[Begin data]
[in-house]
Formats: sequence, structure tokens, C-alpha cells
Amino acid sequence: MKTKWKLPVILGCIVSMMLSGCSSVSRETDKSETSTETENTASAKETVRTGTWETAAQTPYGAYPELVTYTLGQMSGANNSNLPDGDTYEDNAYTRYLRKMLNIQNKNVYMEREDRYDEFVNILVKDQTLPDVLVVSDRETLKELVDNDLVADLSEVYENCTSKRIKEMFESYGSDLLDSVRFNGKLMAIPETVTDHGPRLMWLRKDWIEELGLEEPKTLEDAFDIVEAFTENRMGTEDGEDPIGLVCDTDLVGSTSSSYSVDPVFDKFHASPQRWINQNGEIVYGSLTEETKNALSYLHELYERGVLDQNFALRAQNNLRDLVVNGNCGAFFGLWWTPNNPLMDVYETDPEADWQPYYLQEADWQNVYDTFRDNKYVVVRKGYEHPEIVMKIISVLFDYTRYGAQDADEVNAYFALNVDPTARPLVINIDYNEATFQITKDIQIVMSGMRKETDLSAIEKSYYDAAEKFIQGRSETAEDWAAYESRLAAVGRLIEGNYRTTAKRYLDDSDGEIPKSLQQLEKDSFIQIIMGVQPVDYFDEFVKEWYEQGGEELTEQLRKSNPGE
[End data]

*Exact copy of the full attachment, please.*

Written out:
[in-house]
Formats: sequence, structure tokens, C-alpha cells
Amino acid sequence: MKTKWKLPVILGCIVSMMLSGCSSVSRETDKSETSTETENTASAKETVRTGTWETAAQTPYGAYPELVTYTLGQMSGANNSNLPDGDTYEDNAYTRYLRKMLNIQNKNVYMEREDRYDEFVNILVKDQTLPDVLVVSDRETLKELVDNDLVADLSEVYENCTSKRIKEMFESYGSDLLDSVRFNGKLMAIPETVTDHGPRLMWLRKDWIEELGLEEPKTLEDAFDIVEAFTENRMGTEDGEDPIGLVCDTDLVGSTSSSYSVDPVFDKFHASPQRWINQNGEIVYGSLTEETKNALSYLHELYERGVLDQNFALRAQNNLRDLVVNGNCGAFFGLWWTPNNPLMDVYETDPEADWQPYYLQEADWQNVYDTFRDNKYVVVRKGYEHPEIVMKIISVLFDYTRYGAQDADEVNAYFALNVDPTARPLVINIDYNEATFQITKDIQIVMSGMRKETDLSAIEKSYYDAAEKFIQGRSETAEDWAAYESRLAAVGRLIEGNYRTTAKRYLDDSDGEIPKSLQQLEKDSFIQIIMGVQPVDYFDEFVKEWYEQGGEELTEQLRKSNPGE